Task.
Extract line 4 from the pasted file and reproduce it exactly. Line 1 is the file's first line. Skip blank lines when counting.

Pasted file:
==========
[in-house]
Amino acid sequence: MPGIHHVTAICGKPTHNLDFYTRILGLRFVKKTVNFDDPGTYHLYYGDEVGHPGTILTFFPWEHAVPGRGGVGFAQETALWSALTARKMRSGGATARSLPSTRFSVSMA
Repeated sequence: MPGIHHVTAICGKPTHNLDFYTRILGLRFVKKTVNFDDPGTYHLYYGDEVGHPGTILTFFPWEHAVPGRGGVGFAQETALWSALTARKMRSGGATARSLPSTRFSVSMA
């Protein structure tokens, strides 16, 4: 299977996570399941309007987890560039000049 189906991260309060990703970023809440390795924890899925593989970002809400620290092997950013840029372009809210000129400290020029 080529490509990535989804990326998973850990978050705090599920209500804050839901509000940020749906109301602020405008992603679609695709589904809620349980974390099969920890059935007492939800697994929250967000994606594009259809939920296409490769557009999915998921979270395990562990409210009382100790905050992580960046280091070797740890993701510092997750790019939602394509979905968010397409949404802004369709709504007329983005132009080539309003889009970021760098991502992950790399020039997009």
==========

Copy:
């Protein structure tokens, strides 16, 4: 299977996570399941309007987890560039000049 189906991260309060990703970023809440390795924890899925593989970002809400620290092997950013840029372009809210000129400290020029 080529490509990535989804990326998973850990978050705090599920209500804050839901509000940020749906109301602020405008992603679609695709589904809620349980974390099969920890059935007492939800697994929250967000994606594009259809939920296409490769557009999915998921979270395990562990409210009382100790905050992580960046280091070797740890993701510092997750790019939602394509979905968010397409949404802004369709709504007329983005132009080539309003889009970021760098991502992950790399020039997009």